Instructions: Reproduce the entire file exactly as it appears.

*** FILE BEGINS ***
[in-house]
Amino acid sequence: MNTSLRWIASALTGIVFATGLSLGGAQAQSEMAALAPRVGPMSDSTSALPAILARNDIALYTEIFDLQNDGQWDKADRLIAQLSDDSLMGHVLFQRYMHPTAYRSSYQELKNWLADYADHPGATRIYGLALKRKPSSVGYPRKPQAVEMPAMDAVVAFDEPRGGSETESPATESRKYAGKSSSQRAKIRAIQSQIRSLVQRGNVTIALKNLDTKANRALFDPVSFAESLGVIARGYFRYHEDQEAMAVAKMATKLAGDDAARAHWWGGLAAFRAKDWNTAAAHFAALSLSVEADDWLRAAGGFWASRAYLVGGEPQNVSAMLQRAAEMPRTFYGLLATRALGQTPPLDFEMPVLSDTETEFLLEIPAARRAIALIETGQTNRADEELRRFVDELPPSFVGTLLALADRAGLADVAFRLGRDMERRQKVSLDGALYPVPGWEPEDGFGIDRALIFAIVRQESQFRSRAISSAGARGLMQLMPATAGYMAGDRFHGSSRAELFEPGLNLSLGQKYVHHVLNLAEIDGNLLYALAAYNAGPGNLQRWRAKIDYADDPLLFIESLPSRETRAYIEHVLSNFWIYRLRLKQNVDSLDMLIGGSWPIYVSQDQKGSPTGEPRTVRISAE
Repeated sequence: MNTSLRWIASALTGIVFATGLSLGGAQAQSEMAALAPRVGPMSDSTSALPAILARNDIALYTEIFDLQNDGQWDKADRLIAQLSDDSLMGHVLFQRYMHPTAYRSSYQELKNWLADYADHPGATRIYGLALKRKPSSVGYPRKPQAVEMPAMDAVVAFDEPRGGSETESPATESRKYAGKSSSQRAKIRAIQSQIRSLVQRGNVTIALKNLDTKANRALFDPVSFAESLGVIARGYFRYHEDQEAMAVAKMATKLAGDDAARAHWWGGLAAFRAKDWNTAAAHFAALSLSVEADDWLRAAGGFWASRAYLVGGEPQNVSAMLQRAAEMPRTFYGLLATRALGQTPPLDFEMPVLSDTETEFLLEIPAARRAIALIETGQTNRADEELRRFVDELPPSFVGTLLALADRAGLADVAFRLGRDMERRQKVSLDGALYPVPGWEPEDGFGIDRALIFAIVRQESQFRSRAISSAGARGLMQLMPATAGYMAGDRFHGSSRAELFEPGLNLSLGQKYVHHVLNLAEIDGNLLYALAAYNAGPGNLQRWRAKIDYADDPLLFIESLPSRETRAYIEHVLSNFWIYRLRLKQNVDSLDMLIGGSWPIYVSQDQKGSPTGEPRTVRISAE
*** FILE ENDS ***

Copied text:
[in-house]
Amino acid sequence: MNTSLRWIASALTGIVFATGLSLGGAQAQSEMAALAPRVGPMSDSTSALPAILARNDIALYTEIFDLQNDGQWDKADRLIAQLSDDSLMGHVLFQRYMHPTAYRSSYQELKNWLADYADHPGATRIYGLALKRKPSSVGYPRKPQAVEMPAMDAVVAFDEPRGGSETESPATESRKYAGKSSSQRAKIRAIQSQIRSLVQRGNVTIALKNLDTKANRALFDPVSFAESLGVIARGYFRYHEDQEAMAVAKMATKLAGDDAARAHWWGGLAAFRAKDWNTAAAHFAALSLSVEADDWLRAAGGFWASRAYLVGGEPQNVSAMLQRAAEMPRTFYGLLATRALGQTPPLDFEMPVLSDTETEFLLEIPAARRAIALIETGQTNRADEELRRFVDELPPSFVGTLLALADRAGLADVAFRLGRDMERRQKVSLDGALYPVPGWEPEDGFGIDRALIFAIVRQESQFRSRAISSAGARGLMQLMPATAGYMAGDRFHGSSRAELFEPGLNLSLGQKYVHHVLNLAEIDGNLLYALAAYNAGPGNLQRWRAKIDYADDPLLFIESLPSRETRAYIEHVLSNFWIYRLRLKQNVDSLDMLIGGSWPIYVSQDQKGSPTGEPRTVRISAE
Repeated sequence: MNTSLRWIASALTGIVFATGLSLGGAQAQSEMAALAPRVGPMSDSTSALPAILARNDIALYTEIFDLQNDGQWDKADRLIAQLSDDSLMGHVLFQRYMHPTAYRSSYQELKNWLADYADHPGATRIYGLALKRKPSSVGYPRKPQAVEMPAMDAVVAFDEPRGGSETESPATESRKYAGKSSSQRAKIRAIQSQIRSLVQRGNVTIALKNLDTKANRALFDPVSFAESLGVIARGYFRYHEDQEAMAVAKMATKLAGDDAARAHWWGGLAAFRAKDWNTAAAHFAALSLSVEADDWLRAAGGFWASRAYLVGGEPQNVSAMLQRAAEMPRTFYGLLATRALGQTPPLDFEMPVLSDTETEFLLEIPAARRAIALIETGQTNRADEELRRFVDELPPSFVGTLLALADRAGLADVAFRLGRDMERRQKVSLDGALYPVPGWEPEDGFGIDRALIFAIVRQESQFRSRAISSAGARGLMQLMPATAGYMAGDRFHGSSRAELFEPGLNLSLGQKYVHHVLNLAEIDGNLLYALAAYNAGPGNLQRWRAKIDYADDPLLFIESLPSRETRAYIEHVLSNFWIYRLRLKQNVDSLDMLIGGSWPIYVSQDQKGSPTGEPRTVRISAE